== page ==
I am by no means a professional photographer – I came into this trip with very little experience using a DSLR camera. However, I still managed to take a couple decent photos and learn along the way!
- Canon Rebel T2i (550D)
- 35mm f/2 lens w/ UV filter
- 55-250mm f/4.0-5.6 lens w/ UV filter
- 16GB SanDisk Extreme III SDHC
- 8GB SanDisk Extreme III SDHC
- One extra battery
- HP Mini 210 netbook
- Cords and chargers
- Lens cleaning equipment
- Crumpler camera bag
What I Should Have Brought
While everything I brought was sufficient, there were a few items that would have been pretty useful to have on hand. An extra memory card (or two 16GB instead of a 16GB+8GB) would have been good, considering my shooting style. My usual tactic involves taking photos in volume, and hoping that one or two turn out okay. Combining that with “Large JPG + RAW” camera settings eats up a lot of storage, very very quickly. Towards the end, I had to mass delete unnecessary photos from the 8GB card to make room for more. Granted, if the trip had only lasted the original six days (rather than nine), this might not have been an issue.
A point-and-shoot camera is a must! My parents brought theirs, so I didn’t bother with an extra one. When it’s raining and sleeting outside, you don’t want to make your nice camera suffer like I did with mine… oops. On a related note, bring a camera cover (or plastic bags to act as cheap makeshift versions) for all those finicky elements.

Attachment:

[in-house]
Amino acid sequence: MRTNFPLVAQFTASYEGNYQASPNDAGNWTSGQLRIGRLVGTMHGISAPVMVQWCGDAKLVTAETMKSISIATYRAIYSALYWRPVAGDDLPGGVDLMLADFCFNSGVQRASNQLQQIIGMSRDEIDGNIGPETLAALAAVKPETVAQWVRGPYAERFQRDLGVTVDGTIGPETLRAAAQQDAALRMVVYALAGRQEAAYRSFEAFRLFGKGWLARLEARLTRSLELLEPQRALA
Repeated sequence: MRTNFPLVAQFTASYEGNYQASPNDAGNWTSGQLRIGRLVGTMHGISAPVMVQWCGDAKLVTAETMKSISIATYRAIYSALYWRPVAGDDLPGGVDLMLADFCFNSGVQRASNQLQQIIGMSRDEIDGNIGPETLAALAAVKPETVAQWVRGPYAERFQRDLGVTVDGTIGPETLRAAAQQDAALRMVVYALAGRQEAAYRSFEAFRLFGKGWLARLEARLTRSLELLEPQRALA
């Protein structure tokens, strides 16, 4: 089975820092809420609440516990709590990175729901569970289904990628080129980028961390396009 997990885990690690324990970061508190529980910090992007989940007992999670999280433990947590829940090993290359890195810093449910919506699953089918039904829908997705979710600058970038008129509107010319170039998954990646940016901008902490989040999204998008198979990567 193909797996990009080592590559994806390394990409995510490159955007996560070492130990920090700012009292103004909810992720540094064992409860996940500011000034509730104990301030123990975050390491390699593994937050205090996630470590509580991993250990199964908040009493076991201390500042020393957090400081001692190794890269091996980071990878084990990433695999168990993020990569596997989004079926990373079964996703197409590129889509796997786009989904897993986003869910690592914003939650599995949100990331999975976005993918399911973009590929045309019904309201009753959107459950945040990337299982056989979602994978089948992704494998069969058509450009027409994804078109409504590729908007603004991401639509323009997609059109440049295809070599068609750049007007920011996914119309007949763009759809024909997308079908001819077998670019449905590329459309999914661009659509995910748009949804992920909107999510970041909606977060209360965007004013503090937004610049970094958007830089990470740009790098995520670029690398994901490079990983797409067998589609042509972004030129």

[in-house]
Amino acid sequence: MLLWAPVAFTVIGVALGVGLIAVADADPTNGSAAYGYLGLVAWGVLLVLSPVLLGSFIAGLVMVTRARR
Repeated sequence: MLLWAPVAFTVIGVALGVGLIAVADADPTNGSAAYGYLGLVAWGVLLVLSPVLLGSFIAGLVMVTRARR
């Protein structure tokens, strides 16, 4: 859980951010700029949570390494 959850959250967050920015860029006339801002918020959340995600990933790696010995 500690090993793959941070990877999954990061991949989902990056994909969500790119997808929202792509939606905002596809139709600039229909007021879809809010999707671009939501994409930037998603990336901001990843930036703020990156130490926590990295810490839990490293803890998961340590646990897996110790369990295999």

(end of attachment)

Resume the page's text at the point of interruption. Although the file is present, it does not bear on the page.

Short-range lens. I primarily used my 35mm and swapped it out for the telephoto lens for wildlife shots. While I thought the 35mm would be great for an all-purpose lens, I forgot one thing: ship cabins are not spacious. They are super tiny. You can really see this from my photo of the expedition crew, where I flattened myself against the far wall to try and fit everyone in the shot. A point and shoot would work well here, too.
Update 12/2016: I still have the same camera body from this trip, but I do now have a newer 18-135mm f/3.5-5.6 lens that I would recommend. The zoom should be enough to get most wildlife shots, without sacrificing the close range for indoor or landscape shots. And by bringing only one lens, you don’t have to deal with the hassle of remembering to swap lenses before setting out each day.